A chilling picture emerged today of Cho Seung-Hui — a 23-year-old senior majoring in English — a day after the bloodbath that left 33 people dead, including Cho, who killed himself as police closed in.We may never know if Seung-Hui suffered from a brain tumor, along the lines of Charles Whitman, but all the signs of an imploding personality consistent with some kind of neurological malady showed before the shooting.
News reports said that he may have been taking medication for depression and that he was becoming increasingly violent and erratic....
Professor Carolyn Rude, chairwoman of the university's English department, said Cho's writing was so disturbing that he had been referred to the university's counseling service.
"Sometimes, in creative writing, people reveal things and you never know if it's creative or if they're describing things, if they're imagining things or just how real it might be," Rude said. "But we're all alert to not ignore things like this...."
The Chicago Tribune reported on its Web site that the note railed against "rich kids," "debauchery" and "deceitful charlatans" on campus. ABC, citing law enforcement sources, said that the note, several pages long, explains Cho's actions and says, "You caused me to do this."
Citing unidentified sources, the Tribune also said Cho had recently set a fire in a dorm room and had stalked some women....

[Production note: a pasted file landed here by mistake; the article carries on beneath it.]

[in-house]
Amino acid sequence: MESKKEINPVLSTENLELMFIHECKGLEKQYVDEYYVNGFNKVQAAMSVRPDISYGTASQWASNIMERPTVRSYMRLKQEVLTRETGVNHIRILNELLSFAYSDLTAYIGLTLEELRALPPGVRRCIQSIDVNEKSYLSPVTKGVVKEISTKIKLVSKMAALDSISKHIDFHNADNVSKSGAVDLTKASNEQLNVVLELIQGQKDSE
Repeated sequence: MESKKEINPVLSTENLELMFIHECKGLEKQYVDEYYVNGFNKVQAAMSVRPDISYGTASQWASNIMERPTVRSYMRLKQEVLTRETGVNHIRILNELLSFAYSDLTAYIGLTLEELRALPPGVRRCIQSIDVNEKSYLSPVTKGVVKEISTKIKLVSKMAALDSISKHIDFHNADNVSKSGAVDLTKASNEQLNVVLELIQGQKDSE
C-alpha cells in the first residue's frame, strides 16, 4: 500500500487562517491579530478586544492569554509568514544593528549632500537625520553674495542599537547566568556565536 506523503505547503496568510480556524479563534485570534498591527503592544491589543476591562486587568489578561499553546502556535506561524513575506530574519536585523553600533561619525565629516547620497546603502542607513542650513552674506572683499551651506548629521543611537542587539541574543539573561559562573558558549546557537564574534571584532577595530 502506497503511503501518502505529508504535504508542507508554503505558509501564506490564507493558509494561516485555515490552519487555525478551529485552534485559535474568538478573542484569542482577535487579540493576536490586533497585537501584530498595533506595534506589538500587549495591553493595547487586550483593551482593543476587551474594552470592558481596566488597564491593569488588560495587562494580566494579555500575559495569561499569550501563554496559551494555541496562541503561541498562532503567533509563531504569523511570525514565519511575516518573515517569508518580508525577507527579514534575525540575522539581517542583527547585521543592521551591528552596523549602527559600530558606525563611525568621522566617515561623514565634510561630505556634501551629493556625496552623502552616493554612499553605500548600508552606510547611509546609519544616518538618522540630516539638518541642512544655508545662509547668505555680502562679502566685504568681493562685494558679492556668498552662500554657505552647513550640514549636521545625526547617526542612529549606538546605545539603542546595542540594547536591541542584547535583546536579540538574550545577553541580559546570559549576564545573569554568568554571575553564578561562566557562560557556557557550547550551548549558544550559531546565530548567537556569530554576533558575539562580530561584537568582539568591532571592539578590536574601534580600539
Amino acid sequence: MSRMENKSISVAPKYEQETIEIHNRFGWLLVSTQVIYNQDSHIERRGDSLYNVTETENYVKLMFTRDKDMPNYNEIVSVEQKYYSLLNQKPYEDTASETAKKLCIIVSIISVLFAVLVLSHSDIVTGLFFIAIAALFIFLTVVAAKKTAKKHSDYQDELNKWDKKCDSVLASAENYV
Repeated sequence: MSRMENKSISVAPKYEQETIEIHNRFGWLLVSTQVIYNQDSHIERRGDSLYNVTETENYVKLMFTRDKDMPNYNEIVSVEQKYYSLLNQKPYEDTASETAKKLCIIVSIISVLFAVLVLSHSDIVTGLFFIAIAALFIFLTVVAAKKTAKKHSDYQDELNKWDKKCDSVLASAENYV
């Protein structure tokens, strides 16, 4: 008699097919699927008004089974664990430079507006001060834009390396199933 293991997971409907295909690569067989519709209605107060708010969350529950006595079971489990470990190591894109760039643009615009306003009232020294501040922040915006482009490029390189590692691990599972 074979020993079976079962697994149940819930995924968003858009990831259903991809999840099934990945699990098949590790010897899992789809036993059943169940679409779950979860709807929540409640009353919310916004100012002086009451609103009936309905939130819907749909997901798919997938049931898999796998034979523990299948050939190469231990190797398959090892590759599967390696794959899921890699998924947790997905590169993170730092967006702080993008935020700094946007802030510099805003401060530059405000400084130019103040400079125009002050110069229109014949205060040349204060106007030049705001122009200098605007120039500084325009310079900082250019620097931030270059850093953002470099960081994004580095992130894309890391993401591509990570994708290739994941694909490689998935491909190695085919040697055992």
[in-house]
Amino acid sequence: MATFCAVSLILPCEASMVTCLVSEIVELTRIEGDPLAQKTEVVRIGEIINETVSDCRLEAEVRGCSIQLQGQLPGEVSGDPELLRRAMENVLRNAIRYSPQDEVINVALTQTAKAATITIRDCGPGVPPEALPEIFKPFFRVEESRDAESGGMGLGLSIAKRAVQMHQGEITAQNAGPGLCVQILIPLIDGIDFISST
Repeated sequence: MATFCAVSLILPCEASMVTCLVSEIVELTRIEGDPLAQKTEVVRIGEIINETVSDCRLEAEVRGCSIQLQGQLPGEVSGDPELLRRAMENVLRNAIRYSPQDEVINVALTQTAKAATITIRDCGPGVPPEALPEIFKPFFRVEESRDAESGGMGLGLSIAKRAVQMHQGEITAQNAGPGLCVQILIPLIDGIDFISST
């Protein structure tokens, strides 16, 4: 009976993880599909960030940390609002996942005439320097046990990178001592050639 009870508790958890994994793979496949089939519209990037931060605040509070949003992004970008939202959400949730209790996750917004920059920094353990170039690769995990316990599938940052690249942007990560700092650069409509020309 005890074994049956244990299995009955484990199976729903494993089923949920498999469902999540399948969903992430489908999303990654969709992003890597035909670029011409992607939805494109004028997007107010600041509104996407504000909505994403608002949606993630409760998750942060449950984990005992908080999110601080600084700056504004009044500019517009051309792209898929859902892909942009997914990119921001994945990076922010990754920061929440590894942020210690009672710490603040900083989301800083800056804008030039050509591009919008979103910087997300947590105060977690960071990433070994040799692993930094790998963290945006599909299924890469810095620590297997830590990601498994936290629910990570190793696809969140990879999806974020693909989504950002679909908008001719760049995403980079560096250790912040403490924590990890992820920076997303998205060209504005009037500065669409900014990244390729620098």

In a small department, Cho distinguished himself for being anonymous. "He didn't reach out to anyone. He never talked," Poole said.
"We just really knew him as the question mark kid," Poole said.
Neurological speculation aside, as an English teacher, I wrestle with the issue raised by Carolyn Rude. The writer with a twisted imagination is sometimes just that--we don't arrest Stephen King or Dean Koontz for attempted murder. But the signs were strong enough that teachers recognized something beyond twisted. I can only hope that, as I interact with students in class and on the page, I have the wisdom to distinguish dark fancy from despair.
Update: The story takes another bizarre turn.
NBC said that a time stamp on the package indicated the material was mailed in the two-hour window between the first burst of gunfire in a high-rise dormitory and the second fusillade, at a classroom building. Thirty-three people died in the rampage, including the gunman, 23-year-old student Cho Seung-Hui, who committed suicide.
The package included digital images of him holding weapons and a manifesto that "rants against rich people and warns that he wants to get even," according to a law enforcement official who spoke to The Associated Press on condition of anonymity because he was not authorized to speak about the case.
MSNBC said that the package included a CD-ROM on which Cho read his manifesto.